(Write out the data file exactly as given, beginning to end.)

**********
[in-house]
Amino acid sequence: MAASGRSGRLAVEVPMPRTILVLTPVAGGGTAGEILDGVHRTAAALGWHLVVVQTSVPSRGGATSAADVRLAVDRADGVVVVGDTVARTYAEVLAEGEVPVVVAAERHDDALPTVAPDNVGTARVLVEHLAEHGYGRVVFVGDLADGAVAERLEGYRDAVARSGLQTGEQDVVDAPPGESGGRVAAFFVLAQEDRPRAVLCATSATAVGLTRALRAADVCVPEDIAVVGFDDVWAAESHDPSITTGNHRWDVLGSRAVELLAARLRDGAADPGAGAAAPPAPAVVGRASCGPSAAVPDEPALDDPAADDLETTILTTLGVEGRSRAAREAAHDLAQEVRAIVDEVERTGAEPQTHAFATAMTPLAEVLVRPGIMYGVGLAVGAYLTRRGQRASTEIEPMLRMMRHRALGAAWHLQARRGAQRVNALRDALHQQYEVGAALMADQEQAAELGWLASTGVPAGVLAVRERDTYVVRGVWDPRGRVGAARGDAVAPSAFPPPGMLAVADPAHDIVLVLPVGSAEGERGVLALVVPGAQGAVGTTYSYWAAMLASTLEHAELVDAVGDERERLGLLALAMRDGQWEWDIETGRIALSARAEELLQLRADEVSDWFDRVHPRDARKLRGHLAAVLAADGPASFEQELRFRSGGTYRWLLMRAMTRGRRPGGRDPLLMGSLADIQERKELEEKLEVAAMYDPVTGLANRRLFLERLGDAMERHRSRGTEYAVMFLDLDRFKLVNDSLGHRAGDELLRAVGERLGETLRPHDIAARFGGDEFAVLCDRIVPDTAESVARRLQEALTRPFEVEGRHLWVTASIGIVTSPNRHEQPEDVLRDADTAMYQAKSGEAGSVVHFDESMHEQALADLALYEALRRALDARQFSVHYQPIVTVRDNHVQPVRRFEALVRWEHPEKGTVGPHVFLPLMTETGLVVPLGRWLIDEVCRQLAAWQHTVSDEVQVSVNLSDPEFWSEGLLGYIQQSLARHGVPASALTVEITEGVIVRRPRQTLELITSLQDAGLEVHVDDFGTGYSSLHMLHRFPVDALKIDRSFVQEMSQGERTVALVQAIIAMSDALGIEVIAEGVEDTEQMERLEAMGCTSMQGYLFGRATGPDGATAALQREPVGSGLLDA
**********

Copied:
[in-house]
Amino acid sequence: MAASGRSGRLAVEVPMPRTILVLTPVAGGGTAGEILDGVHRTAAALGWHLVVVQTSVPSRGGATSAADVRLAVDRADGVVVVGDTVARTYAEVLAEGEVPVVVAAERHDDALPTVAPDNVGTARVLVEHLAEHGYGRVVFVGDLADGAVAERLEGYRDAVARSGLQTGEQDVVDAPPGESGGRVAAFFVLAQEDRPRAVLCATSATAVGLTRALRAADVCVPEDIAVVGFDDVWAAESHDPSITTGNHRWDVLGSRAVELLAARLRDGAADPGAGAAAPPAPAVVGRASCGPSAAVPDEPALDDPAADDLETTILTTLGVEGRSRAAREAAHDLAQEVRAIVDEVERTGAEPQTHAFATAMTPLAEVLVRPGIMYGVGLAVGAYLTRRGQRASTEIEPMLRMMRHRALGAAWHLQARRGAQRVNALRDALHQQYEVGAALMADQEQAAELGWLASTGVPAGVLAVRERDTYVVRGVWDPRGRVGAARGDAVAPSAFPPPGMLAVADPAHDIVLVLPVGSAEGERGVLALVVPGAQGAVGTTYSYWAAMLASTLEHAELVDAVGDERERLGLLALAMRDGQWEWDIETGRIALSARAEELLQLRADEVSDWFDRVHPRDARKLRGHLAAVLAADGPASFEQELRFRSGGTYRWLLMRAMTRGRRPGGRDPLLMGSLADIQERKELEEKLEVAAMYDPVTGLANRRLFLERLGDAMERHRSRGTEYAVMFLDLDRFKLVNDSLGHRAGDELLRAVGERLGETLRPHDIAARFGGDEFAVLCDRIVPDTAESVARRLQEALTRPFEVEGRHLWVTASIGIVTSPNRHEQPEDVLRDADTAMYQAKSGEAGSVVHFDESMHEQALADLALYEALRRALDARQFSVHYQPIVTVRDNHVQPVRRFEALVRWEHPEKGTVGPHVFLPLMTETGLVVPLGRWLIDEVCRQLAAWQHTVSDEVQVSVNLSDPEFWSEGLLGYIQQSLARHGVPASALTVEITEGVIVRRPRQTLELITSLQDAGLEVHVDDFGTGYSSLHMLHRFPVDALKIDRSFVQEMSQGERTVALVQAIIAMSDALGIEVIAEGVEDTEQMERLEAMGCTSMQGYLFGRATGPDGATAALQREPVGSGLLDA